Adel N: Brian it’s great to have you on the show.

Brian Richardi: Yeah, thanks for having me. I am excited to be here!

Adel N: I am excited to talk to you about the intersection of finance and data science; how finance teams are the hidden gems when it comes to data for many organizations today. And how you've maneuvered the transition from being a finance leader to a data science leader. But first, can you give us some background about yourself and what got you to where you are today?

Brian Richardi: Yeah, sure. So, I guess it started with my undergrad, which was in economics. I had a minor in music, and I started my career pretty much right out of school at Domino Sugar. And that was still, when I was based in New Jersey. Two key things happened, and I was very fortunate, early in my career that shaped my progression and trajectory.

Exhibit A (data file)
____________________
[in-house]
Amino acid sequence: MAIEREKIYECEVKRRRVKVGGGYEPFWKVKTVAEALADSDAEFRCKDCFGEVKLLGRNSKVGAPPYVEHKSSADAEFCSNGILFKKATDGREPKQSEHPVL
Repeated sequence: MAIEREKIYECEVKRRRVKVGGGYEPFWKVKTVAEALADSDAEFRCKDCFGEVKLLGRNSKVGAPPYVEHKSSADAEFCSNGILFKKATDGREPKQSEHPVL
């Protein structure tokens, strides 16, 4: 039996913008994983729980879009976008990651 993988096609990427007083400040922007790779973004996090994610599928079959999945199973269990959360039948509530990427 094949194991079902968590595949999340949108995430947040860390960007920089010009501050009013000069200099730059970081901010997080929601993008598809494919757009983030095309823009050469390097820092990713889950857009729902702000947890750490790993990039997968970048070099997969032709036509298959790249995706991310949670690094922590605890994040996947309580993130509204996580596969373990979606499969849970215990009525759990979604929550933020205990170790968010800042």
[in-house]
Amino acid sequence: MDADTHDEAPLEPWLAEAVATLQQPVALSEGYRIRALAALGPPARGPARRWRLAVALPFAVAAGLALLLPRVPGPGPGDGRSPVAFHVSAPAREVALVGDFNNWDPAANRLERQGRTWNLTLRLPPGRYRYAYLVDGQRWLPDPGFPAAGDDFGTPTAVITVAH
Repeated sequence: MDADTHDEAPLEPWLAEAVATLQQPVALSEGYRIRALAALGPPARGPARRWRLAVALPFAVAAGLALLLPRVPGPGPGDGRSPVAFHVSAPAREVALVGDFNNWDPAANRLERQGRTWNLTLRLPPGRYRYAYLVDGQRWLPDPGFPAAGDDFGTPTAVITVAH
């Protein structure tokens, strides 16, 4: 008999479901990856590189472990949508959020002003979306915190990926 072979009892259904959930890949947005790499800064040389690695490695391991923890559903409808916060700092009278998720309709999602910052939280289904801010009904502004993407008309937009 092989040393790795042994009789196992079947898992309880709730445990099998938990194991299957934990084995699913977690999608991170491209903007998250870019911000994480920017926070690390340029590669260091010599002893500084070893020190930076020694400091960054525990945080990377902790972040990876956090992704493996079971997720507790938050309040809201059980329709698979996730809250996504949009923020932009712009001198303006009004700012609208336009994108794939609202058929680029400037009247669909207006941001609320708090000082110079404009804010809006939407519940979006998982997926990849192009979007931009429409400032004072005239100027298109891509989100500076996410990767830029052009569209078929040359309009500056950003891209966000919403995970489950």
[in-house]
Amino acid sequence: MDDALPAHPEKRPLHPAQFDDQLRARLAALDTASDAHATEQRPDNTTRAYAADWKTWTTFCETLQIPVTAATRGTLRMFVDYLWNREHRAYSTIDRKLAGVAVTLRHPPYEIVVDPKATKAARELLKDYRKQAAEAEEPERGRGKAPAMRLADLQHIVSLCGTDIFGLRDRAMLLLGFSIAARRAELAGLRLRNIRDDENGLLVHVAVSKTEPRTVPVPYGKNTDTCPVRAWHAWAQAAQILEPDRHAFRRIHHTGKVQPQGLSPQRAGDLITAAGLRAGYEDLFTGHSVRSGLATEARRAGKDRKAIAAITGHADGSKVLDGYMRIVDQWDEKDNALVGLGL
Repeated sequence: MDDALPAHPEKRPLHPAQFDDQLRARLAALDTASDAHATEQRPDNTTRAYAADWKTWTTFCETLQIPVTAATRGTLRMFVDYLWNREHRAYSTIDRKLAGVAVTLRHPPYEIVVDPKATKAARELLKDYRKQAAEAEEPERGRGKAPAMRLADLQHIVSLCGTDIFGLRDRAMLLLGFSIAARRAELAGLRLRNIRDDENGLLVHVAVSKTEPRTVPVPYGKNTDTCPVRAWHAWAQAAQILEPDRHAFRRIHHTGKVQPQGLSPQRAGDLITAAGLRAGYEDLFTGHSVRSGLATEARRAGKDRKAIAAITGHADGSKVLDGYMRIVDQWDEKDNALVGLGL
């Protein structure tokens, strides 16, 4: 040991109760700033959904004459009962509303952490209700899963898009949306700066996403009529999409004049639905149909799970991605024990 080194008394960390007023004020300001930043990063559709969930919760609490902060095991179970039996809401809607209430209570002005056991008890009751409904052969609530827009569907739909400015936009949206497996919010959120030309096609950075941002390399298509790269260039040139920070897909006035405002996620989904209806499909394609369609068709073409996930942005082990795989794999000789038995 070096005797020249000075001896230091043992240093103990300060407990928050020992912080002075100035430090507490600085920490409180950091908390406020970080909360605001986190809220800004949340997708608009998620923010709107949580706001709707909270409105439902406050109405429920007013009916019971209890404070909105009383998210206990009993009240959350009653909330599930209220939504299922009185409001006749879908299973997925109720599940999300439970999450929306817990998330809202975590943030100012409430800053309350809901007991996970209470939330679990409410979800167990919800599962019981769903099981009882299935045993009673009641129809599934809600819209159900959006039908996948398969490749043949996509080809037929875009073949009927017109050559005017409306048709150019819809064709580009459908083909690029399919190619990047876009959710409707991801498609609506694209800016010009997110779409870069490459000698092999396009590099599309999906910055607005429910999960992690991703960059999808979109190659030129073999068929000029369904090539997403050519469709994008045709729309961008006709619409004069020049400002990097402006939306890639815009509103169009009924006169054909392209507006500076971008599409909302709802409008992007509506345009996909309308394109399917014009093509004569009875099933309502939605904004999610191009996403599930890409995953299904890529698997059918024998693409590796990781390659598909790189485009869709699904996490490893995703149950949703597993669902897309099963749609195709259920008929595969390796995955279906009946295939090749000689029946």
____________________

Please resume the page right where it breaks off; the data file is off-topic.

One is I started as an analyst and primarily a BI analyst. And then I transitioned over time, all within finance, but transitioned as the head of commercial finance for the US. After I was concluding my career there after almost 12 years and we were a hundred percent on SAP.

So that exposed me to many SAP modules and tools- all about analytics. And we had a really good and robust culture around self-service analytics from the top down. So I did a lot there with master data. I even owned some pieces of master data when I was in there, a lot of late report creation and deploying those tools to the business that all functions pretty much in the business touched and consumed.

And the second thing ... See more